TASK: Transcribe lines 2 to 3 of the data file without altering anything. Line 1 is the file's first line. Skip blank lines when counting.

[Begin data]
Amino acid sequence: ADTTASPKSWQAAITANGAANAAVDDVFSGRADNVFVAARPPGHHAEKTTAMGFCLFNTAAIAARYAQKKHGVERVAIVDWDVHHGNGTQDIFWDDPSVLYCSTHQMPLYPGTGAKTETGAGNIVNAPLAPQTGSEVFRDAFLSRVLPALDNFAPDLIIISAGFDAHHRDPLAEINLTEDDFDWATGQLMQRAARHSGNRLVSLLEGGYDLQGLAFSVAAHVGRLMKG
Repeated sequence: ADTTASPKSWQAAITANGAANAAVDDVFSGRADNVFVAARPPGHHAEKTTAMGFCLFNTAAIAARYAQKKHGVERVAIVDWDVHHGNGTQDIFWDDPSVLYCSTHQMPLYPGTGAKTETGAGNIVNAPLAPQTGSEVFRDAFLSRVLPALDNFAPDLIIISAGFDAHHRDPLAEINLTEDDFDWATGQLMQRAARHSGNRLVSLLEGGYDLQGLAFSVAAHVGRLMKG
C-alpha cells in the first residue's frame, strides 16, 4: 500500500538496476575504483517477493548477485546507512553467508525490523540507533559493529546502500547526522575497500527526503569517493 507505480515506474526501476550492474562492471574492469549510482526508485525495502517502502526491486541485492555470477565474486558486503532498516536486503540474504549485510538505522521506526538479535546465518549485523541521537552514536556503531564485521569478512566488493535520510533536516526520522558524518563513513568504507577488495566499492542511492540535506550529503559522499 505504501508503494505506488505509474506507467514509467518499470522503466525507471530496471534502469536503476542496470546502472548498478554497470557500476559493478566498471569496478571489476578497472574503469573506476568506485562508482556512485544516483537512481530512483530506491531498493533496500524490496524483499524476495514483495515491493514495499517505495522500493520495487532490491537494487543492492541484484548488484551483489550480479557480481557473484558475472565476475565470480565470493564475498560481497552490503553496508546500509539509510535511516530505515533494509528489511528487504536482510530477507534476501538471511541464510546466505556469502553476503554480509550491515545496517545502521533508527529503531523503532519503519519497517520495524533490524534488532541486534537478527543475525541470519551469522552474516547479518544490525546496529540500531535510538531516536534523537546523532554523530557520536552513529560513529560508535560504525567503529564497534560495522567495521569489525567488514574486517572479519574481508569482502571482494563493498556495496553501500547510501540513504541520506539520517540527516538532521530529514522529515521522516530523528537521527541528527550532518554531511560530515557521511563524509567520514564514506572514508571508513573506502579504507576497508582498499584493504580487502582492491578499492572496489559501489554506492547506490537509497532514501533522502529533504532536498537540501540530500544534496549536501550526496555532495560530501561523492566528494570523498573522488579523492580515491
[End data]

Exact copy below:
Repeated sequence: ADTTASPKSWQAAITANGAANAAVDDVFSGRADNVFVAARPPGHHAEKTTAMGFCLFNTAAIAARYAQKKHGVERVAIVDWDVHHGNGTQDIFWDDPSVLYCSTHQMPLYPGTGAKTETGAGNIVNAPLAPQTGSEVFRDAFLSRVLPALDNFAPDLIIISAGFDAHHRDPLAEINLTEDDFDWATGQLMQRAARHSGNRLVSLLEGGYDLQGLAFSVAAHVGRLMKG
C-alpha cells in the first residue's frame, strides 16, 4: 500500500538496476575504483517477493548477485546507512553467508525490523540507533559493529546502500547526522575497500527526503569517493 507505480515506474526501476550492474562492471574492469549510482526508485525495502517502502526491486541485492555470477565474486558486503532498516536486503540474504549485510538505522521506526538479535546465518549485523541521537552514536556503531564485521569478512566488493535520510533536516526520522558524518563513513568504507577488495566499492542511492540535506550529503559522499 505504501508503494505506488505509474506507467514509467518499470522503466525507471530496471534502469536503476542496470546502472548498478554497470557500476559493478566498471569496478571489476578497472574503469573506476568506485562508482556512485544516483537512481530512483530506491531498493533496500524490496524483499524476495514483495515491493514495499517505495522500493520495487532490491537494487543492492541484484548488484551483489550480479557480481557473484558475472565476475565470480565470493564475498560481497552490503553496508546500509539509510535511516530505515533494509528489511528487504536482510530477507534476501538471511541464510546466505556469502553476503554480509550491515545496517545502521533508527529503531523503532519503519519497517520495524533490524534488532541486534537478527543475525541470519551469522552474516547479518544490525546496529540500531535510538531516536534523537546523532554523530557520536552513529560513529560508535560504525567503529564497534560495522567495521569489525567488514574486517572479519574481508569482502571482494563493498556495496553501500547510501540513504541520506539520517540527516538532521530529514522529515521522516530523528537521527541528527550532518554531511560530515557521511563524509567520514564514506572514508571508513573506502579504507576497508582498499584493504580487502582492491578499492572496489559501489554506492547506490537509497532514501533522502529533504532536498537540501540530500544534496549536501550526496555532495560530501561523492566528494570523498573522488579523492580515491